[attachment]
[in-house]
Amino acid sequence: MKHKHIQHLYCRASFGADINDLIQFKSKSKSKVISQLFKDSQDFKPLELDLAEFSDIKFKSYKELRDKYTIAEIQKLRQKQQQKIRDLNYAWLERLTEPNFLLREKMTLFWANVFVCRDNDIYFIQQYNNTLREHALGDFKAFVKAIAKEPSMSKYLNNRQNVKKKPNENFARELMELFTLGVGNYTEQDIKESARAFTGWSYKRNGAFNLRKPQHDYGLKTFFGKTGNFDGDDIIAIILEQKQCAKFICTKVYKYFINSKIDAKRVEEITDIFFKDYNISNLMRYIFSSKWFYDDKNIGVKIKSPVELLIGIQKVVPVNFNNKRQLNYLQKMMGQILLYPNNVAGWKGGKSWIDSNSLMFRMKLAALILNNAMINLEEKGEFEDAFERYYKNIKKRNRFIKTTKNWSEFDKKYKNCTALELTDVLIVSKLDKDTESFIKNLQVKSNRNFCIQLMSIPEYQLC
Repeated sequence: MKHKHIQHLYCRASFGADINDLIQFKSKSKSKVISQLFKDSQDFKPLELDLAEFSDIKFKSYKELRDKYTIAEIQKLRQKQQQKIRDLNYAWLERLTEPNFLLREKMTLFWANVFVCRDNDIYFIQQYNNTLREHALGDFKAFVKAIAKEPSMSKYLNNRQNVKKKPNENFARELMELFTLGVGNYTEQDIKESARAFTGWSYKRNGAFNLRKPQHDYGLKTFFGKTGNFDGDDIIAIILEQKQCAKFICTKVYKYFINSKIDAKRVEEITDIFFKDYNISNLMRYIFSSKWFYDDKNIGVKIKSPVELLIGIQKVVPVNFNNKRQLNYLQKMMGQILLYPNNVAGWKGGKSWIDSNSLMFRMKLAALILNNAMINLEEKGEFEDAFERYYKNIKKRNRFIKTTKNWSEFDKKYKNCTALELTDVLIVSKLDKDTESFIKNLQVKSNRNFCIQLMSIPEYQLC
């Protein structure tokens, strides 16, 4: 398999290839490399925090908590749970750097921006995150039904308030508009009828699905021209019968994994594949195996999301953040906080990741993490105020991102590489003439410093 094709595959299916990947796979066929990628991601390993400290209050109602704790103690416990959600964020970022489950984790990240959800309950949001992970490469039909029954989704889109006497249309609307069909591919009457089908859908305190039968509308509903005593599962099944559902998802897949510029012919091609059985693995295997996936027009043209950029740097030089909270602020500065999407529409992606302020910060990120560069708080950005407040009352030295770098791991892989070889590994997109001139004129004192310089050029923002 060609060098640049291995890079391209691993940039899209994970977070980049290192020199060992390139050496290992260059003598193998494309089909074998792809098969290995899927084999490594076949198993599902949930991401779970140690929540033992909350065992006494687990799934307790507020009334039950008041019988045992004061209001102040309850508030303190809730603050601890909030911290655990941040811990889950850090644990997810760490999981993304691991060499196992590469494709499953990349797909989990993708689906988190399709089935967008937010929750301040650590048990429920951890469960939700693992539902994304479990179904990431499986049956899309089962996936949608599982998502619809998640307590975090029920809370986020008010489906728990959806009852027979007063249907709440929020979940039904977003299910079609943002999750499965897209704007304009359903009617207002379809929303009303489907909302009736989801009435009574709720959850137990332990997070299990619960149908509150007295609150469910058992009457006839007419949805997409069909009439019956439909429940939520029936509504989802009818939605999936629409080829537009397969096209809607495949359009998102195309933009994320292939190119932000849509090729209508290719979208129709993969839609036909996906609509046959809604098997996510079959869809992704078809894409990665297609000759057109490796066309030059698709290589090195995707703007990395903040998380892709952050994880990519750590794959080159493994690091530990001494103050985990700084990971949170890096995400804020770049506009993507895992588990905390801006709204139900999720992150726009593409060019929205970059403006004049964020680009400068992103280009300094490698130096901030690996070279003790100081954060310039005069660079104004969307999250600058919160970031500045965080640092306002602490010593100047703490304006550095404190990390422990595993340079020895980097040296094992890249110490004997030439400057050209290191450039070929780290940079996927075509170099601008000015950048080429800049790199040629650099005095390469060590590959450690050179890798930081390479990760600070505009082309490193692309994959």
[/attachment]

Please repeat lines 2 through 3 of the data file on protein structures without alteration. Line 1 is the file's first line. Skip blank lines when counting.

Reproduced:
Amino acid sequence: MKHKHIQHLYCRASFGADINDLIQFKSKSKSKVISQLFKDSQDFKPLELDLAEFSDIKFKSYKELRDKYTIAEIQKLRQKQQQKIRDLNYAWLERLTEPNFLLREKMTLFWANVFVCRDNDIYFIQQYNNTLREHALGDFKAFVKAIAKEPSMSKYLNNRQNVKKKPNENFARELMELFTLGVGNYTEQDIKESARAFTGWSYKRNGAFNLRKPQHDYGLKTFFGKTGNFDGDDIIAIILEQKQCAKFICTKVYKYFINSKIDAKRVEEITDIFFKDYNISNLMRYIFSSKWFYDDKNIGVKIKSPVELLIGIQKVVPVNFNNKRQLNYLQKMMGQILLYPNNVAGWKGGKSWIDSNSLMFRMKLAALILNNAMINLEEKGEFEDAFERYYKNIKKRNRFIKTTKNWSEFDKKYKNCTALELTDVLIVSKLDKDTESFIKNLQVKSNRNFCIQLMSIPEYQLC
Repeated sequence: MKHKHIQHLYCRASFGADINDLIQFKSKSKSKVISQLFKDSQDFKPLELDLAEFSDIKFKSYKELRDKYTIAEIQKLRQKQQQKIRDLNYAWLERLTEPNFLLREKMTLFWANVFVCRDNDIYFIQQYNNTLREHALGDFKAFVKAIAKEPSMSKYLNNRQNVKKKPNENFARELMELFTLGVGNYTEQDIKESARAFTGWSYKRNGAFNLRKPQHDYGLKTFFGKTGNFDGDDIIAIILEQKQCAKFICTKVYKYFINSKIDAKRVEEITDIFFKDYNISNLMRYIFSSKWFYDDKNIGVKIKSPVELLIGIQKVVPVNFNNKRQLNYLQKMMGQILLYPNNVAGWKGGKSWIDSNSLMFRMKLAALILNNAMINLEEKGEFEDAFERYYKNIKKRNRFIKTTKNWSEFDKKYKNCTALELTDVLIVSKLDKDTESFIKNLQVKSNRNFCIQLMSIPEYQLC